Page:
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December 2020
Current and Past Lab Experience

Structural design for new lab buildings as well as the conversion of existing structures to support new uses requires a wealth of experience and knowledge of seismic evaluation, design for sensitive vibration criteria, and proven success renovating structures for different uses. Recently the firm has been retained to provide a number of evaluations and contribute to the study of existing buildings for fit-outs and conversion to lab usage. When evaluating an existing structure for a new use Keast & Hood can provide an analytical review of the structure to understand of the existing vibration characteristics. This is then used by architects to understand what life science uses can be installed into spaces with minimal remediation. For areas were vibration mitigation is required, Keast & Hood can provide a full scope of services from in-situ testing to advanced 3D modeling of existing structures and reinforcing configurations by working with our industry partners to produce cost efficient and constructible solutions.

Currently in Design / Construction Lab Projects

one ucity

One uCity, Philadelphia, PA - New, out of the ground construction of a 13 story, 389,000 SF office/lab/retail building including a below grade, 2 level, 300 car parking garage that extends beyond the building and supports a landscaped plaza. Completion: 2021

Physics Building and Osmond Laboratory Renovation, The Pennsylvania State University, State College, PA – A phased project including the construction of a new 105,000 GSF Physics Building and the subsequent renovation the existing Osmund Wing. The new construction will house research laboratories, faculty and graduate student offices, administrative support areas, and a 350-seat lecture hall. The 47,000 GSF renovation will include new teaching labs, preparation/support space and seminar rooms, as well as provide a renovated building core. Completion: 2023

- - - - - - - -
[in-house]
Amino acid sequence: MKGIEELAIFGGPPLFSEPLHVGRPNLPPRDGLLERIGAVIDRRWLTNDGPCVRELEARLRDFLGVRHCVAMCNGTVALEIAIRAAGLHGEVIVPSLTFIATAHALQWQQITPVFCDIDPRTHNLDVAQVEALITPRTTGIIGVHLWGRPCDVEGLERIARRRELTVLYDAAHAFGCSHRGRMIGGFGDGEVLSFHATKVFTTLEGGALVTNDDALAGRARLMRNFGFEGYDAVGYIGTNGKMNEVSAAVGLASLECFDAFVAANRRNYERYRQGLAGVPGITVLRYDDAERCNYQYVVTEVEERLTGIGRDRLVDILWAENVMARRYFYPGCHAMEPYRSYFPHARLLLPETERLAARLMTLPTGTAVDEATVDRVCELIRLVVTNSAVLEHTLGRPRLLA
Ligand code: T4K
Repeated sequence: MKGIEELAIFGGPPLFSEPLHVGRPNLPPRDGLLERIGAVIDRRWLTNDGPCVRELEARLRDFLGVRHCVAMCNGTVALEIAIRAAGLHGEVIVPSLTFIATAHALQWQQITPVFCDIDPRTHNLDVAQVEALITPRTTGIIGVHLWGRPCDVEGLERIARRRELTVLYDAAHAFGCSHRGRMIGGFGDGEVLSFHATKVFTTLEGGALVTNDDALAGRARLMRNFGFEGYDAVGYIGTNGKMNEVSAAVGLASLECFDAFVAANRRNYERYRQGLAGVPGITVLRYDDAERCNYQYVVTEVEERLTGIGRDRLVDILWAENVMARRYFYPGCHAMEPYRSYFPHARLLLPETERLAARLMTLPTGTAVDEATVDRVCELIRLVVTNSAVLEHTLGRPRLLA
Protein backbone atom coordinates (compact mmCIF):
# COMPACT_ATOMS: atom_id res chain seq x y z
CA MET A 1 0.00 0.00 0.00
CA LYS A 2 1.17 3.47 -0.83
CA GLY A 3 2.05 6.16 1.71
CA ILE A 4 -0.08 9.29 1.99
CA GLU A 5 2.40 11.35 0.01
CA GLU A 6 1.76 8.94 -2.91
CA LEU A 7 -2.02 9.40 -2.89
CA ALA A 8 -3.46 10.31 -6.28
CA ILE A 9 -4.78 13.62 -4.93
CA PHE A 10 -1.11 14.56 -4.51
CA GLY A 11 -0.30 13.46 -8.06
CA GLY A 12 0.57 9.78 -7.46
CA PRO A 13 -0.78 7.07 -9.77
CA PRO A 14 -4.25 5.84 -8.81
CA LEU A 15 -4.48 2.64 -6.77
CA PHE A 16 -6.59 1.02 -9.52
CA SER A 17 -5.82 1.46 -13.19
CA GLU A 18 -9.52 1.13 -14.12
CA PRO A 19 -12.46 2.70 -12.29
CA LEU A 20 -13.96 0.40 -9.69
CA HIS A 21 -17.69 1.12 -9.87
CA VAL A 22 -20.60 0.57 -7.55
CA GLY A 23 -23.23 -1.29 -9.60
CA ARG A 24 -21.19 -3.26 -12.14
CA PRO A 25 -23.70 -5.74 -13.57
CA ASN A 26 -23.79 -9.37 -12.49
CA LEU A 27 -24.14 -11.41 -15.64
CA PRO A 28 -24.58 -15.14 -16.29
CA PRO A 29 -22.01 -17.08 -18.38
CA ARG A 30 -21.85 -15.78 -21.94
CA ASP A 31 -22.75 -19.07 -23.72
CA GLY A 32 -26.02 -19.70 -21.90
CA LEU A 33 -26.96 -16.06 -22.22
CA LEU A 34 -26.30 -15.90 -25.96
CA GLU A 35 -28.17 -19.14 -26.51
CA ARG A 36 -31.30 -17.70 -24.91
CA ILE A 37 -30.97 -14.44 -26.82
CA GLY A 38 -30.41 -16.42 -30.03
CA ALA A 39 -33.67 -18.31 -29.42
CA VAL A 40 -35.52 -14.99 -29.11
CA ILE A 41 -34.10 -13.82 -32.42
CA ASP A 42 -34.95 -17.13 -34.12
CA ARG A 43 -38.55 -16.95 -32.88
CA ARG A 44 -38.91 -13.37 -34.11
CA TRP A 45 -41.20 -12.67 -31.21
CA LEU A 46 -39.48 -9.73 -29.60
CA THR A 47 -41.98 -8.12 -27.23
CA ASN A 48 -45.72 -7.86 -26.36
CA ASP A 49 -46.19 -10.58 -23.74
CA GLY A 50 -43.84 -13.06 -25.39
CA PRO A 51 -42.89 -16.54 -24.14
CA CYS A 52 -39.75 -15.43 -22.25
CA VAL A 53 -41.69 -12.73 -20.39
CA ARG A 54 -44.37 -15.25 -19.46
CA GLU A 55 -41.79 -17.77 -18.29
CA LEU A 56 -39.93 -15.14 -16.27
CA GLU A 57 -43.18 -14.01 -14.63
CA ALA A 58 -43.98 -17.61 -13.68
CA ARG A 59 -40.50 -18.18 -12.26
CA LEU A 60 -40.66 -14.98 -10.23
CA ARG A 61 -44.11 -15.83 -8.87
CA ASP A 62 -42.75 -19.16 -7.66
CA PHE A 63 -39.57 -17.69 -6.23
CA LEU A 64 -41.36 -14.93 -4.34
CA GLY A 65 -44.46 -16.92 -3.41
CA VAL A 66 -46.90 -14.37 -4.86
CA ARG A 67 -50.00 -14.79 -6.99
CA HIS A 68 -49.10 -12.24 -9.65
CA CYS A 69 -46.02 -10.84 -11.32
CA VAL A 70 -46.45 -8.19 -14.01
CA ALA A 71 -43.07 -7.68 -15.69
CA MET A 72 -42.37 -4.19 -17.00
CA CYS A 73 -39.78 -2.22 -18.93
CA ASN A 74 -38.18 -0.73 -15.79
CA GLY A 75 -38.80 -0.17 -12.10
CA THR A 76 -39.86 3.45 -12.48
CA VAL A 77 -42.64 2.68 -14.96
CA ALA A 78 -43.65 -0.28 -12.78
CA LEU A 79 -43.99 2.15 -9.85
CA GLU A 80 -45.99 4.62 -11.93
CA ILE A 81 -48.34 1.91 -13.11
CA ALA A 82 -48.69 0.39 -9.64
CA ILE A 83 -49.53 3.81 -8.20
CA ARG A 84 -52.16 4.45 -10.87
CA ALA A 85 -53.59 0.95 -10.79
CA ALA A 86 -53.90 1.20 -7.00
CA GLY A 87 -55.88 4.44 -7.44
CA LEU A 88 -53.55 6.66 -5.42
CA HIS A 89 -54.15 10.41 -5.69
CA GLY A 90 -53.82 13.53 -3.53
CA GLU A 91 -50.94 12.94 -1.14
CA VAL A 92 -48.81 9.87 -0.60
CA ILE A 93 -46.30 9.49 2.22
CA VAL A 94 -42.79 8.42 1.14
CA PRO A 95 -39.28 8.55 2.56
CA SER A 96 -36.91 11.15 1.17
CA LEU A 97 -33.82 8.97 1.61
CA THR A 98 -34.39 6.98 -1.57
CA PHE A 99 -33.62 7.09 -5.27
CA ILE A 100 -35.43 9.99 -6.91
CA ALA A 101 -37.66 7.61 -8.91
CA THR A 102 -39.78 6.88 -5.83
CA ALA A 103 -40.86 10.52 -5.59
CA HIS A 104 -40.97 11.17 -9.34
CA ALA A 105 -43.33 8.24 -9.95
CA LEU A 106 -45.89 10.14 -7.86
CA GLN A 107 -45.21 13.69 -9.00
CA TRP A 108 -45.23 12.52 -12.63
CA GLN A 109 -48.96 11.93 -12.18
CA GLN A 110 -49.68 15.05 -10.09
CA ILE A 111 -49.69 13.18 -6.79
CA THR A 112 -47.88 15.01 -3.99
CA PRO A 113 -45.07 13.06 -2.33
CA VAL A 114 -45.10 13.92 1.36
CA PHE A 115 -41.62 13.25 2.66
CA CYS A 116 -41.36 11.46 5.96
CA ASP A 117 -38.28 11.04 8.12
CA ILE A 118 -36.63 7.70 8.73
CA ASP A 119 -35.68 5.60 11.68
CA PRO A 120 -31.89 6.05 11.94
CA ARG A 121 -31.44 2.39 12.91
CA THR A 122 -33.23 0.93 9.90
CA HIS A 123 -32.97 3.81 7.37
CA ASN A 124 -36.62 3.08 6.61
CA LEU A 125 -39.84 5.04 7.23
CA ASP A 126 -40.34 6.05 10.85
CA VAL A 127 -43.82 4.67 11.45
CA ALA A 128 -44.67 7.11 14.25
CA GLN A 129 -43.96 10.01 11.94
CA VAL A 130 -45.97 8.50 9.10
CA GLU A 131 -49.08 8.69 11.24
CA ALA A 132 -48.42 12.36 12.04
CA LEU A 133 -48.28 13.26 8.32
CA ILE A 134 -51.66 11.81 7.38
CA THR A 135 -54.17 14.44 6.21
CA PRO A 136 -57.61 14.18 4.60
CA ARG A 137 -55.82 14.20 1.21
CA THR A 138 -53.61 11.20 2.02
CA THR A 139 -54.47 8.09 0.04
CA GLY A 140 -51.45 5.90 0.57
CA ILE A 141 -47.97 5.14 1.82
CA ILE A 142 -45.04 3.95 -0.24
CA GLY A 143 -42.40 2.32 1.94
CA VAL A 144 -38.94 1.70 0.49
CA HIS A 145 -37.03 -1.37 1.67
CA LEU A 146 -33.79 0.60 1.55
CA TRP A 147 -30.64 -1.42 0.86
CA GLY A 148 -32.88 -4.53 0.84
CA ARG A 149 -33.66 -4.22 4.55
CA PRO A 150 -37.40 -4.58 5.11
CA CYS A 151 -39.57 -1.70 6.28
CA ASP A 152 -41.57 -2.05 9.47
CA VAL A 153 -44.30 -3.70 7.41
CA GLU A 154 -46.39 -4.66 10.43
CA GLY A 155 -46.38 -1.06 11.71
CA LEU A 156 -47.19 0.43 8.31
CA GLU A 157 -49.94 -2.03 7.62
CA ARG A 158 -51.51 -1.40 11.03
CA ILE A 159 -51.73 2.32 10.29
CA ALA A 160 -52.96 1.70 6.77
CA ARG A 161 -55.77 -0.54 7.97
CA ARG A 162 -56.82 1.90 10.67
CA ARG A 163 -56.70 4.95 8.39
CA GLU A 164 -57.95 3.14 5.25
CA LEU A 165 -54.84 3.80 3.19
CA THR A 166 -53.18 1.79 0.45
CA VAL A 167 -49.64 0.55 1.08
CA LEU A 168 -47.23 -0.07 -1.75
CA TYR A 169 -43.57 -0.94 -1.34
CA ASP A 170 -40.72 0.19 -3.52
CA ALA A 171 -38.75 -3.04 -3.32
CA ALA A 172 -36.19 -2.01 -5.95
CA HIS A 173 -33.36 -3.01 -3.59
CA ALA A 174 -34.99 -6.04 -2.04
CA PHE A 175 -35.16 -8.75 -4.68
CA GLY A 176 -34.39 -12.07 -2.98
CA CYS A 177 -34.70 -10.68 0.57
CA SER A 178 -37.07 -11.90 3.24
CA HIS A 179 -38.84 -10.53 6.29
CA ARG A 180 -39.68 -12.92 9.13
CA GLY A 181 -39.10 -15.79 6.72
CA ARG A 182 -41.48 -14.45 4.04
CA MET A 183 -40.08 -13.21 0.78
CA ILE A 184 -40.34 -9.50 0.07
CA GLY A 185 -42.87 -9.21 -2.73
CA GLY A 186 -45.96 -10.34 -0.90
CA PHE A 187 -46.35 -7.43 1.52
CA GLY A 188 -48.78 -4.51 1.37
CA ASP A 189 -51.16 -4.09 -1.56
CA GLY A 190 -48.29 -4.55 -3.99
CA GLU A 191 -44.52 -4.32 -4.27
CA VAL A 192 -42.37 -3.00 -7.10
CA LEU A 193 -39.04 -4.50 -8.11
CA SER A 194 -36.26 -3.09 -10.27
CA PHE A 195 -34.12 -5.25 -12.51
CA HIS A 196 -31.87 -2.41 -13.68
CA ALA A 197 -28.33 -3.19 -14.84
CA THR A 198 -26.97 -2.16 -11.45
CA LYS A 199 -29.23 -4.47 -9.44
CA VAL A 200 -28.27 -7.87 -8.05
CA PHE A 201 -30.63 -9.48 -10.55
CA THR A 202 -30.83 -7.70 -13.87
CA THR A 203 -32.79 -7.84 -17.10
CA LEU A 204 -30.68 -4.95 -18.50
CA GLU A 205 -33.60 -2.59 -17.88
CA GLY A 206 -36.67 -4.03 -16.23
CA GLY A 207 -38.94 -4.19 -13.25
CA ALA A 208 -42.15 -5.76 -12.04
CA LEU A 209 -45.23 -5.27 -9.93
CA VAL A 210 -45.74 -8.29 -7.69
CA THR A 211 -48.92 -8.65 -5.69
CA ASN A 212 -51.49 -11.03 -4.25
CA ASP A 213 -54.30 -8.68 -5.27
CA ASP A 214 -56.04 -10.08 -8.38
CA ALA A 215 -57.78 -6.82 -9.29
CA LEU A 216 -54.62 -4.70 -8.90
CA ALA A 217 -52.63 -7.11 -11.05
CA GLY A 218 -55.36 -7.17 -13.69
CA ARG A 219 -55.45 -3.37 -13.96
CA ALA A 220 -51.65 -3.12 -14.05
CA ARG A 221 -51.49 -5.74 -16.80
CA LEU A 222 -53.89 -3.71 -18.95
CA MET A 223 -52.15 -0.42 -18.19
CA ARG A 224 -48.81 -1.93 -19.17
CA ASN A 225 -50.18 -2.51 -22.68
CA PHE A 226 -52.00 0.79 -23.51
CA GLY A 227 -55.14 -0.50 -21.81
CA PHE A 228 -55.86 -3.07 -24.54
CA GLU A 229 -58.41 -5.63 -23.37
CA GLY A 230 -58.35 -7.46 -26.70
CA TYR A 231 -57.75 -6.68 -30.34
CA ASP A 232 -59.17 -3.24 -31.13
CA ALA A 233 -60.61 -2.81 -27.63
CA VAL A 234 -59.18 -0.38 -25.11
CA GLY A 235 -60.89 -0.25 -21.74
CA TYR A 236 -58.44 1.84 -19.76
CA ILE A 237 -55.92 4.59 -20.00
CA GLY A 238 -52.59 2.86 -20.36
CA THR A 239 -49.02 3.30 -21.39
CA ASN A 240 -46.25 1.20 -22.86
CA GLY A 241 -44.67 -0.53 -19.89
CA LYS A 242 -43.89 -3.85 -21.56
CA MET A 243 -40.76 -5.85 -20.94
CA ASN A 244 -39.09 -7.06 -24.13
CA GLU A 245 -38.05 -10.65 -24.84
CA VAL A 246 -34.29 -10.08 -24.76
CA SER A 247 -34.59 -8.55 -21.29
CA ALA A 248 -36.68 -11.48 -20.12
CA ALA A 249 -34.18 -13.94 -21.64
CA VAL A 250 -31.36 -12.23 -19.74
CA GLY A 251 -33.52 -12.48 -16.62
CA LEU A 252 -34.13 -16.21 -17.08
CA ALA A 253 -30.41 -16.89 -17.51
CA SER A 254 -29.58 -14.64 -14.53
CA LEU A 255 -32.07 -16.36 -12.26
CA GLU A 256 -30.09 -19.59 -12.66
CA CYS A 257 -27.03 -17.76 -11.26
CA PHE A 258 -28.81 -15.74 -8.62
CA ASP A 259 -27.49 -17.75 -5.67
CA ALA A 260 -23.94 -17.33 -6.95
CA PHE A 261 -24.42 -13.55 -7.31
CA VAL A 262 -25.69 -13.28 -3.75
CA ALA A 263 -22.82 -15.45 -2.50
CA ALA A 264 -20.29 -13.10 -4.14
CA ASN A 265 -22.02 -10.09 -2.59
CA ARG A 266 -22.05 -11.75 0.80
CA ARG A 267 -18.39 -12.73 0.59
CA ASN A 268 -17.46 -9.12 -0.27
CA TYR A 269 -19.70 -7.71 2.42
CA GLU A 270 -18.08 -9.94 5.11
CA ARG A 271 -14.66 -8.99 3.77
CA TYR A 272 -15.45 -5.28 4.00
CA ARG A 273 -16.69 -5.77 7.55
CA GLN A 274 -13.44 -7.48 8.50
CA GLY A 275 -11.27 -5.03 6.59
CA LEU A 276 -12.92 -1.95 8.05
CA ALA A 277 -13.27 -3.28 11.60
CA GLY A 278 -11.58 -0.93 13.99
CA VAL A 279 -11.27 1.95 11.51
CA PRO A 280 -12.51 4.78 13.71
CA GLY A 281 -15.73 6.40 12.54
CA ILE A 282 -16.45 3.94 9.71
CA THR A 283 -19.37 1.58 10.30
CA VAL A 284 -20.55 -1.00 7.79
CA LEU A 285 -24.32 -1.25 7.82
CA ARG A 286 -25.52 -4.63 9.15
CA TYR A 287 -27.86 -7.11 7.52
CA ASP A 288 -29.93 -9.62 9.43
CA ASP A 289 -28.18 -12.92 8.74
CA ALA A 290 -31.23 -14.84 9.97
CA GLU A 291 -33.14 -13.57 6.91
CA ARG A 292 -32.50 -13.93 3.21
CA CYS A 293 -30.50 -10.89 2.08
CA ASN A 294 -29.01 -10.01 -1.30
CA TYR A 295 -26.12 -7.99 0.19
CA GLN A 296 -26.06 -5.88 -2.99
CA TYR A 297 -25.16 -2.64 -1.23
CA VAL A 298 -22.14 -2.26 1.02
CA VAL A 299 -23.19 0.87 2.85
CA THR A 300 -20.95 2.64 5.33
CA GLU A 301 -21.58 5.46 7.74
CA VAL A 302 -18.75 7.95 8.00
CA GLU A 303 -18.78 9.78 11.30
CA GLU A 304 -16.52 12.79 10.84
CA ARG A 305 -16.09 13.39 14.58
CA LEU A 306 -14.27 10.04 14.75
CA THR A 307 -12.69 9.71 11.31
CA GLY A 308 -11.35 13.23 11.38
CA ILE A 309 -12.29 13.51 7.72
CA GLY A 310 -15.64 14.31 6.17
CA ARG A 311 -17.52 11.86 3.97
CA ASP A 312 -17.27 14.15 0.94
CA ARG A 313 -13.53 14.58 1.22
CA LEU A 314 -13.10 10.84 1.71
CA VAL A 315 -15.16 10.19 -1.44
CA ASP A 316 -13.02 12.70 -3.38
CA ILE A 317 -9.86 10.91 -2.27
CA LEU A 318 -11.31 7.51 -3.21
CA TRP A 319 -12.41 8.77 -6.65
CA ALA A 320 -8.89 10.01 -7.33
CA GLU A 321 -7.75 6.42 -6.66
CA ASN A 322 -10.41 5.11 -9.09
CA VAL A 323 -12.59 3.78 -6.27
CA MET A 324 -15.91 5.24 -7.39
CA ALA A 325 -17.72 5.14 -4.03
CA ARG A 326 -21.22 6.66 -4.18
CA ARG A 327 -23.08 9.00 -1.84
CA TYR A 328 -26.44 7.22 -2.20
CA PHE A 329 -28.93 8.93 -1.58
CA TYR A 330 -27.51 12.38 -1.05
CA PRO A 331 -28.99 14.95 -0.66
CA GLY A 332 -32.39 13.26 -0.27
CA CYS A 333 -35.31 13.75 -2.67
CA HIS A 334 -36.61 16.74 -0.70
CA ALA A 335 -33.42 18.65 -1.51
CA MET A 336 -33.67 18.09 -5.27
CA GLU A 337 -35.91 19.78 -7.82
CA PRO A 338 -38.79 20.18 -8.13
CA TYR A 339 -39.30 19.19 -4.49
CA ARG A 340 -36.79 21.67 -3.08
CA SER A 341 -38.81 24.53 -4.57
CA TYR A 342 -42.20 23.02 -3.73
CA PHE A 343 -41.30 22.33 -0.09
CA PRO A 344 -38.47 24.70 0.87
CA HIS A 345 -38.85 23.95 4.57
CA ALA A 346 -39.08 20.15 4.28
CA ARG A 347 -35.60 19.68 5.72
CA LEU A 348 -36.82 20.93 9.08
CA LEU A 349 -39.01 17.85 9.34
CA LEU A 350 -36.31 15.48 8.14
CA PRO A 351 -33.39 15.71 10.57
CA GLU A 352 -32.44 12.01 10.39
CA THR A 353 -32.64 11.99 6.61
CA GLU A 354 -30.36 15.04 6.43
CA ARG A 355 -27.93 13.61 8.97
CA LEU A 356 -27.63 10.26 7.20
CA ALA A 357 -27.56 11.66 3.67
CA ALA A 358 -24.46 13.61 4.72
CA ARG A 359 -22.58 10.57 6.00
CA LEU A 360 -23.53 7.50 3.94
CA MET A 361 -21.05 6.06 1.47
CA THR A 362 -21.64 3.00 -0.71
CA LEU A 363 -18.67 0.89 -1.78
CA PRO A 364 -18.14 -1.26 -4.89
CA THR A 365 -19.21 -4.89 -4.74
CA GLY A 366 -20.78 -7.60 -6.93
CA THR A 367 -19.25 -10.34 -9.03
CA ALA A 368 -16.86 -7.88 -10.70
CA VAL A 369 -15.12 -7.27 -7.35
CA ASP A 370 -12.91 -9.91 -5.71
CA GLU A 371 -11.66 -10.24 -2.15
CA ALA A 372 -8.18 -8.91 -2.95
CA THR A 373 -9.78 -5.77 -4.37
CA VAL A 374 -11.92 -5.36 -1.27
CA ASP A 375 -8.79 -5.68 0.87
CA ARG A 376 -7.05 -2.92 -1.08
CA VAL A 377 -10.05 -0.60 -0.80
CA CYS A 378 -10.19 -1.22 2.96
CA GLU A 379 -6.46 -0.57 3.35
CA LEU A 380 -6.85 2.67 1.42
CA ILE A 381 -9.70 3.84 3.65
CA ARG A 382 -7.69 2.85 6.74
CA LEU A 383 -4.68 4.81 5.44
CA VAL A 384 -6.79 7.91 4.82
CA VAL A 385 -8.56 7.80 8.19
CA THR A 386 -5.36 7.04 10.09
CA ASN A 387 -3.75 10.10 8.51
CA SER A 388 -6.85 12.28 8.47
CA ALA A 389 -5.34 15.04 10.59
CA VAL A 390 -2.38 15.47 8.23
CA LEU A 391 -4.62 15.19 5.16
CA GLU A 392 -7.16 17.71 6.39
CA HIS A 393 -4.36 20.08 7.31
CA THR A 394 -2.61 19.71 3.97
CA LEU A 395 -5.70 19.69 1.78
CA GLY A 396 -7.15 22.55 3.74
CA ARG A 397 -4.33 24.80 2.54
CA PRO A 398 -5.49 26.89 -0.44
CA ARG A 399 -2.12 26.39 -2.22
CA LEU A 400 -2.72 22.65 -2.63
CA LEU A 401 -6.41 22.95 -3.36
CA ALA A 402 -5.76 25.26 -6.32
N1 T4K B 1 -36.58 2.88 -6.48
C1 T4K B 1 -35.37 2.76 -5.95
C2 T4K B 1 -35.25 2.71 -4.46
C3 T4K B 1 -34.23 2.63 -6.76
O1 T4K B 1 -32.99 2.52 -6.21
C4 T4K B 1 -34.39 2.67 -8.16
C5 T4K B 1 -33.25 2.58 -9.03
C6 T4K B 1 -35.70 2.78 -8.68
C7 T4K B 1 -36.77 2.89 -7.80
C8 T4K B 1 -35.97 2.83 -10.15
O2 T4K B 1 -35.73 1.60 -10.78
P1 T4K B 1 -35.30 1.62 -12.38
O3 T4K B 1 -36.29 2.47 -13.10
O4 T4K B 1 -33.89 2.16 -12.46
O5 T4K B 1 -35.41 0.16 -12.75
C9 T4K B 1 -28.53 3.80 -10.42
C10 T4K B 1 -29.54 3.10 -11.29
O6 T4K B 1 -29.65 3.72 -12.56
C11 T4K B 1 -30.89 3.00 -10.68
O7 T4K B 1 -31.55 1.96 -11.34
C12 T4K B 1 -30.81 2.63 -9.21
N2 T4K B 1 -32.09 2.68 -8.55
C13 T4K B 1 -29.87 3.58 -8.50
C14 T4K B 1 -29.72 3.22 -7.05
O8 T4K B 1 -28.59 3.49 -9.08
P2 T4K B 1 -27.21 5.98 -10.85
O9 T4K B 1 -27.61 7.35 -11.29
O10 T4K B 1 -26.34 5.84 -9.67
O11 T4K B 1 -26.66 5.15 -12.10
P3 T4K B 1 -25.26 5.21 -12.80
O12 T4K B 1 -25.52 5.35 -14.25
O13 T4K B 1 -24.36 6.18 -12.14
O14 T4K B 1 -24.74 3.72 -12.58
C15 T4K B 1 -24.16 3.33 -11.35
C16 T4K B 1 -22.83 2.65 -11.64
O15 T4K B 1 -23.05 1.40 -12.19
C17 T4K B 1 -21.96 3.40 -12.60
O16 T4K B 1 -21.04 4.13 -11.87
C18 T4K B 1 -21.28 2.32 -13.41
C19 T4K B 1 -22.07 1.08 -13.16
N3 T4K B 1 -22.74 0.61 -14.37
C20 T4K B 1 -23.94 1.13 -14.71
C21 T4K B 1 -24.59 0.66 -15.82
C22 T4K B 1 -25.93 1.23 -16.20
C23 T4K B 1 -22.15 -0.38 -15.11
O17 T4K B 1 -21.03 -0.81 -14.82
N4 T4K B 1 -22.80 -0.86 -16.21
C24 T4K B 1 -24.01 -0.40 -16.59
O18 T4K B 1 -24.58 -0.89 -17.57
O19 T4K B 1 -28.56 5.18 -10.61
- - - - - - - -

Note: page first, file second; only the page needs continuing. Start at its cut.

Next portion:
Select Recently Completed Lab Work

Steidle LAb

The Material Science and Engineering Building (Steidle Hall) for The Pennsylvania State University, which included the complete renovation of the original, 60,000 SF, 1931 Charles Klauder laboratory, and addition of 40,000 SF of new laboratory space. The completed building houses offices, classrooms, and a variety of research laboratories. Strict vibration criteria applied to the design of the cast-in-place concrete frame for the new addition to accommodate nano-scale research. Completed in 2017, learn more about the project HERE.

Papadakis Integrated Sciences Building at Drexel University A new, six-story, cast-in-place concrete structure houses wet laboratories, offices, classrooms, and lecture halls contained within three distinct wings surrounding a full-height triangular atrium. The wings are connected at each level with discrete pedestrian links that also serve to help distribute lateral forces through the floor plates. The building earned both Three Green Globes and LEED Gold, Drexel’s first LEED certification. Completed in 2011, learn more about the project HERE.

3737 Market Street Tenant Fitout Tenant improvements for the Penn Center for Specialty Care (PSCS). Specialty medical equipment including MRI/CT machines and high density file storage requires structural review and reinforcing of floors three through eight. Keast & Hood is also providing services for a pool on the second floor for the Good Shepherd Penn Partnership. Completed in 2014, learn more about the project HERE.

3675 Market Street, Philadelphia, PA The new, 14 story tower contains 370,000 RSF of office, laboratory, and commercial space with Cambridge Innovation Center (CIC) as the lead tenant. CIC’s program includes two floors dedicated to the Quorum Collaboration, including a café area and meeting spaces. Structural scope for 3675 includes, a steel framed, cantilevered structure with long cantilevers on four sides of the building to enable column-free spaces at the perimeter of the floor plates. 3675 Market Street will serve as the new gateway and front door to the uCity site to the north. Completed in 2019, learn more about the project HERE.

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